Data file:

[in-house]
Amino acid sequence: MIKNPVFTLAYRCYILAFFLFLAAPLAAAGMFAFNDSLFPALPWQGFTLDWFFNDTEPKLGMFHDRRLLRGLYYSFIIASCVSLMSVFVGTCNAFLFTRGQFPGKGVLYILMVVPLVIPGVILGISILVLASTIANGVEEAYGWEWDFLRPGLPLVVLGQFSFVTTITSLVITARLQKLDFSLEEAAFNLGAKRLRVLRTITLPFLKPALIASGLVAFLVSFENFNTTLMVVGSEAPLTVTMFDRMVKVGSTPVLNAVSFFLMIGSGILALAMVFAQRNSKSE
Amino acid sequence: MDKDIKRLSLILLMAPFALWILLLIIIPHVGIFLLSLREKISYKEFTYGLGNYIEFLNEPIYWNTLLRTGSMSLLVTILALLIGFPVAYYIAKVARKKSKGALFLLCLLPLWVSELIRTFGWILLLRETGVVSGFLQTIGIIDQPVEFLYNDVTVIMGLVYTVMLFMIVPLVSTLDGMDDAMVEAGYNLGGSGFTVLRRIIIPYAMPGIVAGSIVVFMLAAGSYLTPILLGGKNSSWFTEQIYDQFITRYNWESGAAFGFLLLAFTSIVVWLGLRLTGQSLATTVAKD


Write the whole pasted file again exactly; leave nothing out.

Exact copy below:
[in-house]
Amino acid sequence: MIKNPVFTLAYRCYILAFFLFLAAPLAAAGMFAFNDSLFPALPWQGFTLDWFFNDTEPKLGMFHDRRLLRGLYYSFIIASCVSLMSVFVGTCNAFLFTRGQFPGKGVLYILMVVPLVIPGVILGISILVLASTIANGVEEAYGWEWDFLRPGLPLVVLGQFSFVTTITSLVITARLQKLDFSLEEAAFNLGAKRLRVLRTITLPFLKPALIASGLVAFLVSFENFNTTLMVVGSEAPLTVTMFDRMVKVGSTPVLNAVSFFLMIGSGILALAMVFAQRNSKSE
Amino acid sequence: MDKDIKRLSLILLMAPFALWILLLIIIPHVGIFLLSLREKISYKEFTYGLGNYIEFLNEPIYWNTLLRTGSMSLLVTILALLIGFPVAYYIAKVARKKSKGALFLLCLLPLWVSELIRTFGWILLLRETGVVSGFLQTIGIIDQPVEFLYNDVTVIMGLVYTVMLFMIVPLVSTLDGMDDAMVEAGYNLGGSGFTVLRRIIIPYAMPGIVAGSIVVFMLAAGSYLTPILLGGKNSSWFTEQIYDQFITRYNWESGAAFGFLLLAFTSIVVWLGLRLTGQSLATTVAKD